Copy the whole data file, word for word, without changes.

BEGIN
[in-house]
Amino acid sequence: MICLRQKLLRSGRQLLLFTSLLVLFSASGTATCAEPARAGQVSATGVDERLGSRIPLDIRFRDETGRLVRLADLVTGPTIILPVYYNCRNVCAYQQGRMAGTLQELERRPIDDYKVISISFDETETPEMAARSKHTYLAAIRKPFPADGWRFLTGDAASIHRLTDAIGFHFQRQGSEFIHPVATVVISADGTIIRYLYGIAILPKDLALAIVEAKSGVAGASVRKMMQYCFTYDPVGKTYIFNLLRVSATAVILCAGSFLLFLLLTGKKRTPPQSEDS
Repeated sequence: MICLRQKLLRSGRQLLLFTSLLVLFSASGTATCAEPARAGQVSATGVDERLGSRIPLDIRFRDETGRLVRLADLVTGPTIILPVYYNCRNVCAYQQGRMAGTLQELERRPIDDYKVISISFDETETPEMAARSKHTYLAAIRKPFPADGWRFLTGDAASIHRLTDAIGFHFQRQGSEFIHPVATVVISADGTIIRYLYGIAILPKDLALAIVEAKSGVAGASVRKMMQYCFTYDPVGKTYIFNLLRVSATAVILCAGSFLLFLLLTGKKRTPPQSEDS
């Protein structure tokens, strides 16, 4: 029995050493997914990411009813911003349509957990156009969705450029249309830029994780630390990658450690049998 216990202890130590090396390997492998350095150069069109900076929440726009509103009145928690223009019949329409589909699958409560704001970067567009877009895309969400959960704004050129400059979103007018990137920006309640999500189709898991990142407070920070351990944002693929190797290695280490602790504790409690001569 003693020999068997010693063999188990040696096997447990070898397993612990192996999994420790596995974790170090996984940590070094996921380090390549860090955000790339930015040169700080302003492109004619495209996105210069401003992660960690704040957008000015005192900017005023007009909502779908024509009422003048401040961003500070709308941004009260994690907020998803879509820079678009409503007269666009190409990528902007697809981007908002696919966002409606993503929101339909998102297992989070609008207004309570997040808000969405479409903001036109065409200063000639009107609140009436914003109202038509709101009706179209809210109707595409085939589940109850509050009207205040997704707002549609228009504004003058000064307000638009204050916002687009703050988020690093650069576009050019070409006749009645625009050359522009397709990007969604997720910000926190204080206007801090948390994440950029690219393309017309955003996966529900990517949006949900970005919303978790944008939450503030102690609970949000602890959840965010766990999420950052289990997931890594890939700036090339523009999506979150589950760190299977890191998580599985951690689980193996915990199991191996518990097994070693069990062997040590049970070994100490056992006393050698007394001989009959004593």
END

[in-house]
Amino acid sequence: MICLRQKLLRSGRQLLLFTSLLVLFSASGTATCAEPARAGQVSATGVDERLGSRIPLDIRFRDETGRLVRLADLVTGPTIILPVYYNCRNVCAYQQGRMAGTLQELERRPIDDYKVISISFDETETPEMAARSKHTYLAAIRKPFPADGWRFLTGDAASIHRLTDAIGFHFQRQGSEFIHPVATVVISADGTIIRYLYGIAILPKDLALAIVEAKSGVAGASVRKMMQYCFTYDPVGKTYIFNLLRVSATAVILCAGSFLLFLLLTGKKRTPPQSEDS
Repeated sequence: MICLRQKLLRSGRQLLLFTSLLVLFSASGTATCAEPARAGQVSATGVDERLGSRIPLDIRFRDETGRLVRLADLVTGPTIILPVYYNCRNVCAYQQGRMAGTLQELERRPIDDYKVISISFDETETPEMAARSKHTYLAAIRKPFPADGWRFLTGDAASIHRLTDAIGFHFQRQGSEFIHPVATVVISADGTIIRYLYGIAILPKDLALAIVEAKSGVAGASVRKMMQYCFTYDPVGKTYIFNLLRVSATAVILCAGSFLLFLLLTGKKRTPPQSEDS
């Protein structure tokens, strides 16, 4: 029995050493997914990411009813911003349509957990156009969705450029249309830029994780630390990658450690049998 216990202890130590090396390997492998350095150069069109900076929440726009509103009145928690223009019949329409589909699958409560704001970067567009877009895309969400959960704004050129400059979103007018990137920006309640999500189709898991990142407070920070351990944002693929190797290695280490602790504790409690001569 003693020999068997010693063999188990040696096997447990070898397993612990192996999994420790596995974790170090996984940590070094996921380090390549860090955000790339930015040169700080302003492109004619495209996105210069401003992660960690704040957008000015005192900017005023007009909502779908024509009422003048401040961003500070709308941004009260994690907020998803879509820079678009409503007269666009190409990528902007697809981007908002696919966002409606993503929101339909998102297992989070609008207004309570997040808000969405479409903001036109065409200063000639009107609140009436914003109202038509709101009706179209809210109707595409085939589940109850509050009207205040997704707002549609228009504004003058000064307000638009204050916002687009703050988020690093650069576009050019070409006749009645625009050359522009397709990007969604997720910000926190204080206007801090948390994440950029690219393309017309955003996966529900990517949006949900970005919303978790944008939450503030102690609970949000602890959840965010766990999420950052289990997931890594890939700036090339523009999506979150589950760190299977890191998580599985951690689980193996915990199991191996518990097994070693069990062997040590049970070994100490056992006393050698007394001989009959004593």